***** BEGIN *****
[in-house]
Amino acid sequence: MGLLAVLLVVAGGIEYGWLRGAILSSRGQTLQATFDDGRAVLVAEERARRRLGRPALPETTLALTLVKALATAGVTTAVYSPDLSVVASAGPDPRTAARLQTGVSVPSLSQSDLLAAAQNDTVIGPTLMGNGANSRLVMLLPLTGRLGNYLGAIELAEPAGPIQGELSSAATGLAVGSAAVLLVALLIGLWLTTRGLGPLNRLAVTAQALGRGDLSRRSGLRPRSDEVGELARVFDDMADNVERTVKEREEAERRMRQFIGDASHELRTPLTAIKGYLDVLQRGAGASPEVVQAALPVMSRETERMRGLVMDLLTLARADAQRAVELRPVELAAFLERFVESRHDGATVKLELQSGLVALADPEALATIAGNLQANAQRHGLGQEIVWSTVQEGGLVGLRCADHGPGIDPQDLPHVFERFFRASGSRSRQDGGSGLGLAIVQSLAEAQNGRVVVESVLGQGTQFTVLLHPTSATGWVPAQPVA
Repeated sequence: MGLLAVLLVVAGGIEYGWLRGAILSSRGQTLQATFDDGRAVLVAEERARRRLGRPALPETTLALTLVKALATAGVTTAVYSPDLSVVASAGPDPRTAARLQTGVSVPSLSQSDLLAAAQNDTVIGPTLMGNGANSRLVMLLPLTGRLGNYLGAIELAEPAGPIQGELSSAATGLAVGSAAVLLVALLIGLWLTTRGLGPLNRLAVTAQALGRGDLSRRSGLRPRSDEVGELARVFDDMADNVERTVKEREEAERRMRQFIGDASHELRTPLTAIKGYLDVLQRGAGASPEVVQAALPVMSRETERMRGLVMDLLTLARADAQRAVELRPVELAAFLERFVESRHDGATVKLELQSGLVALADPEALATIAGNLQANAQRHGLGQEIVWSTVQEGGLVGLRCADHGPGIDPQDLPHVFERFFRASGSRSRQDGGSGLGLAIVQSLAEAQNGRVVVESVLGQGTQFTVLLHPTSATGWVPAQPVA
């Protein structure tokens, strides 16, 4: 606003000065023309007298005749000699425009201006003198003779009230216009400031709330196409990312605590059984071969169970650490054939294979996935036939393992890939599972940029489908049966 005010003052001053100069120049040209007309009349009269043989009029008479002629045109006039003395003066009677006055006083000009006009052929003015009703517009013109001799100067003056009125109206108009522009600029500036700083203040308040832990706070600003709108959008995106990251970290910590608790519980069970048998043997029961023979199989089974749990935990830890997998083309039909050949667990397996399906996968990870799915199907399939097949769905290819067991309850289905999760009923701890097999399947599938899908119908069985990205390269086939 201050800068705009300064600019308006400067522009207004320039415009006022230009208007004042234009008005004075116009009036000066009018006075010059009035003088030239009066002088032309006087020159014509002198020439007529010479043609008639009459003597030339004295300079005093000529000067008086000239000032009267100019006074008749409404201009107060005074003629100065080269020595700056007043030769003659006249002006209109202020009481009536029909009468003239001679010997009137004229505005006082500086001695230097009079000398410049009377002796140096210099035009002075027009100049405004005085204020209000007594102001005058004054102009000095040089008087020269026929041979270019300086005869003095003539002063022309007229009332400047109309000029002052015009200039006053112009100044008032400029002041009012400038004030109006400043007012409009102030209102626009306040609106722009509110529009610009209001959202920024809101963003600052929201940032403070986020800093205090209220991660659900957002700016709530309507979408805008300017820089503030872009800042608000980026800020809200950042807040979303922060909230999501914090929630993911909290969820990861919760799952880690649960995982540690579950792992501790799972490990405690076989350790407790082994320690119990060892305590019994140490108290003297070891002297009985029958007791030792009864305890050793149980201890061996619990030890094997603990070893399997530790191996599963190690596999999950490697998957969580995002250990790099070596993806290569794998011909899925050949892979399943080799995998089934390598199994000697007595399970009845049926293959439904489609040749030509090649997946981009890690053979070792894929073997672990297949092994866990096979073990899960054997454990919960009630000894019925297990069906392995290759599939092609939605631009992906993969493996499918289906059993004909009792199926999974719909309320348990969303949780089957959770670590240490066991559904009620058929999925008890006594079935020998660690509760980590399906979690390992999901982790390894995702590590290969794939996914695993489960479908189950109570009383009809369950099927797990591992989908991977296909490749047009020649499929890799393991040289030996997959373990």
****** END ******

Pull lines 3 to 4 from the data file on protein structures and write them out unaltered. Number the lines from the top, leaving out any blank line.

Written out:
Repeated sequence: MGLLAVLLVVAGGIEYGWLRGAILSSRGQTLQATFDDGRAVLVAEERARRRLGRPALPETTLALTLVKALATAGVTTAVYSPDLSVVASAGPDPRTAARLQTGVSVPSLSQSDLLAAAQNDTVIGPTLMGNGANSRLVMLLPLTGRLGNYLGAIELAEPAGPIQGELSSAATGLAVGSAAVLLVALLIGLWLTTRGLGPLNRLAVTAQALGRGDLSRRSGLRPRSDEVGELARVFDDMADNVERTVKEREEAERRMRQFIGDASHELRTPLTAIKGYLDVLQRGAGASPEVVQAALPVMSRETERMRGLVMDLLTLARADAQRAVELRPVELAAFLERFVESRHDGATVKLELQSGLVALADPEALATIAGNLQANAQRHGLGQEIVWSTVQEGGLVGLRCADHGPGIDPQDLPHVFERFFRASGSRSRQDGGSGLGLAIVQSLAEAQNGRVVVESVLGQGTQFTVLLHPTSATGWVPAQPVA
């Protein structure tokens, strides 16, 4: 606003000065023309007298005749000699425009201006003198003779009230216009400031709330196409990312605590059984071969169970650490054939294979996935036939393992890939599972940029489908049966 005010003052001053100069120049040209007309009349009269043989009029008479002629045109006039003395003066009677006055006083000009006009052929003015009703517009013109001799100067003056009125109206108009522009600029500036700083203040308040832990706070600003709108959008995106990251970290910590608790519980069970048998043997029961023979199989089974749990935990830890997998083309039909050949667990397996399906996968990870799915199907399939097949769905290819067991309850289905999760009923701890097999399947599938899908119908069985990205390269086939 201050800068705009300064600019308006400067522009207004320039415009006022230009208007004042234009008005004075116009009036000066009018006075010059009035003088030239009066002088032309006087020159014509002198020439007529010479043609008639009459003597030339004295300079005093000529000067008086000239000032009267100019006074008749409404201009107060005074003629100065080269020595700056007043030769003659006249002006209109202020009481009536029909009468003239001679010997009137004229505005006082500086001695230097009079000398410049009377002796140096210099035009002075027009100049405004005085204020209000007594102001005058004054102009000095040089008087020269026929041979270019300086005869003095003539002063022309007229009332400047109309000029002052015009200039006053112009100044008032400029002041009012400038004030109006400043007012409009102030209102626009306040609106722009509110529009610009209001959202920024809101963003600052929201940032403070986020800093205090209220991660659900957002700016709530309507979408805008300017820089503030872009800042608000980026800020809200950042807040979303922060909230999501914090929630993911909290969820990861919760799952880690649960995982540690579950792992501790799972490990405690076989350790407790082994320690119990060892305590019994140490108290003297070891002297009985029958007791030792009864305890050793149980201890061996619990030890094997603990070893399997530790191996599963190690596999999950490697998957969580995002250990790099070596993806290569794998011909899925050949892979399943080799995998089934390598199994000697007595399970009845049926293959439904489609040749030509090649997946981009890690053979070792894929073997672990297949092994866990096979073990899960054997454990919960009630000894019925297990069906392995290759599939092609939605631009992906993969493996499918289906059993004909009792199926999974719909309320348990969303949780089957959770670590240490066991559904009620058929999925008890006594079935020998660690509760980590399906979690390992999901982790390894995702590590290969794939996914695993489960479908189950109570009383009809369950099927797990591992989908991977296909490749047009020649499929890799393991040289030996997959373990």